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Long COVID: Symptoms and Treatment

Long COVID, or long-haul COVID, is a group of symptoms, including fatigue, pain, cough, headache, anxiety, brain fog, and difficulty breathing, that can happen weeks or months after having COVID-19.
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Last updated August 25, 2023

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What is long COVID?

Some people who get COVID-19 have long-term symptoms after their illness. This condition has been called long COVID, long-haul COVID, post COVID, or in medical language, post-acute sequelae SARS-CoV-2 infection (PASC).

Symptoms of long COVID usually start several weeks after the initial illness and can continue for weeks, months, or even longer. They can be relatively mild or so severe that you can’t work or do normal activities. The severity of your symptoms may also change over time. Some people say they come in waves—and you might even start to feel better but then have a relapse.

Some of the most common long COVID symptoms are fatigue, heart palpitations, cough, shortness of breath, difficulty concentrating (“brain fog”), headaches, sleep disturbances, joint pain, tingling/numbness (“pins and needles sensation”), changes in taste and smell, menstrual cycle changes, anxiety, and depression.

Anywhere from 10–33% of people who had COVID then get long COVID. People who had severe illness are the most likely to have the condition. But people who had mild or even no COVID symptoms at first can still develop long COVID. Research suggests that women are twice as likely as men to have long COVID.

Pro Tip

There is a lot of misinformation out there. This is not surprising since it is a new disease that we are all still learning about. That being said, trust your doctor. They are doing their best to stay up-to-date on the studies. —Dr. Chandra Manuelpillai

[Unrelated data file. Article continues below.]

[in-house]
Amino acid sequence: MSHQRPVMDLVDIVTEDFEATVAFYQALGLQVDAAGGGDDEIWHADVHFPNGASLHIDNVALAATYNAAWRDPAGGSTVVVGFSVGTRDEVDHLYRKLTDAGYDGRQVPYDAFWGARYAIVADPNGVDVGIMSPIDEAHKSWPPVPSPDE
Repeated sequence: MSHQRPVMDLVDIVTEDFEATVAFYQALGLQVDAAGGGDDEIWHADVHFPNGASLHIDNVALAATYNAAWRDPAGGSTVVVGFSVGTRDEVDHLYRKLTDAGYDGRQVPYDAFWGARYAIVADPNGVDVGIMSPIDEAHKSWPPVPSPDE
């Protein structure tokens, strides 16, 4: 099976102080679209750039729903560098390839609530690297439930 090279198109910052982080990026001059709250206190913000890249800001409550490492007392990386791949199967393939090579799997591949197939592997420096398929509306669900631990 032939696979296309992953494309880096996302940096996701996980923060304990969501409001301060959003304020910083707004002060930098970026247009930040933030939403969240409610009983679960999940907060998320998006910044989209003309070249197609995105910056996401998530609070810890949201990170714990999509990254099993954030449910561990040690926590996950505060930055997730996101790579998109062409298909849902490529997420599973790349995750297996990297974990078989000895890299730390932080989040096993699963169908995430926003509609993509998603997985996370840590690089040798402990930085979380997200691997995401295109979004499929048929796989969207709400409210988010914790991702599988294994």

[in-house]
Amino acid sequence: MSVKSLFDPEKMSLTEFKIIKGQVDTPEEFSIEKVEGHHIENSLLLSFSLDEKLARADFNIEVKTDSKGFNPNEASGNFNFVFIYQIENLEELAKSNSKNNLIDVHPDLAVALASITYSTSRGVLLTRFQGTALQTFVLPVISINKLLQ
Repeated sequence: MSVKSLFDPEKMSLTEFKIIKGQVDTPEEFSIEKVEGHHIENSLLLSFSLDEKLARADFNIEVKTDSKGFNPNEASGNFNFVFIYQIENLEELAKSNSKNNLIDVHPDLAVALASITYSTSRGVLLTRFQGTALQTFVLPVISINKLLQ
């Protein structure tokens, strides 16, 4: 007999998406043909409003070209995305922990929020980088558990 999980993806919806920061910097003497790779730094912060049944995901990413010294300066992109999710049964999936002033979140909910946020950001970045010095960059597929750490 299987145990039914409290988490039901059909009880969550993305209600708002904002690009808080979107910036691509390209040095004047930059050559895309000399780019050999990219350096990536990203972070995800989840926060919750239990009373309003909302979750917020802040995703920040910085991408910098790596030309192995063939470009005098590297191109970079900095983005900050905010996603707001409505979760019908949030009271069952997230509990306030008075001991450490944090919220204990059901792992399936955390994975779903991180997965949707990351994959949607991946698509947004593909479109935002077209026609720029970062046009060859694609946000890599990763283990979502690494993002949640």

What causes long COVID?

There are still many questions surrounding long COVID and why it happens. Experts are not sure if long COVID symptoms are due to an active infection that won’t go away, post-infectious complications, or the effects of a dormant (inactive) virus.

But COVID-19 is not the only virus that has long-term symptoms. Viruses like Zika, Ebola, and SARS-CoV-2 (aka post-SARS syndrome) can also cause persistent (long-lasting) symptoms. This can also happen after having more common diseases, such as pneumonia or bronchitis (also known as post-viral inflammation), chronic Lyme disease, and chicken pox (varicella), which causes shingles.

One theory is that it’s because of an autoimmune response, which is when your body mistakenly attacks its own tissues and cells. This leads to chronic inflammation and damage. An extreme example of this is multisystem inflammatory response or MIS-C, which has occurred in children (in adults, it’s less common). It can target any organ, but particularly the lungs, heart, kidneys, gastrointestinal tract, eyes, and skin.

Long-term effects of COVID

Some people fighting a COVID-19 infection continue to have symptoms after they are mostly recovered from the illness. This can also happen after other viruses like the flu or pneumonia, with some symptoms lasting longer than usual.

Some people recover from the illness but then develop puzzling new symptoms. These may linger for weeks to months.

COVID affects multiple organ systems in the body so there can be many long-term effects. Patients usually have different combinations of symptoms. These symptoms may include: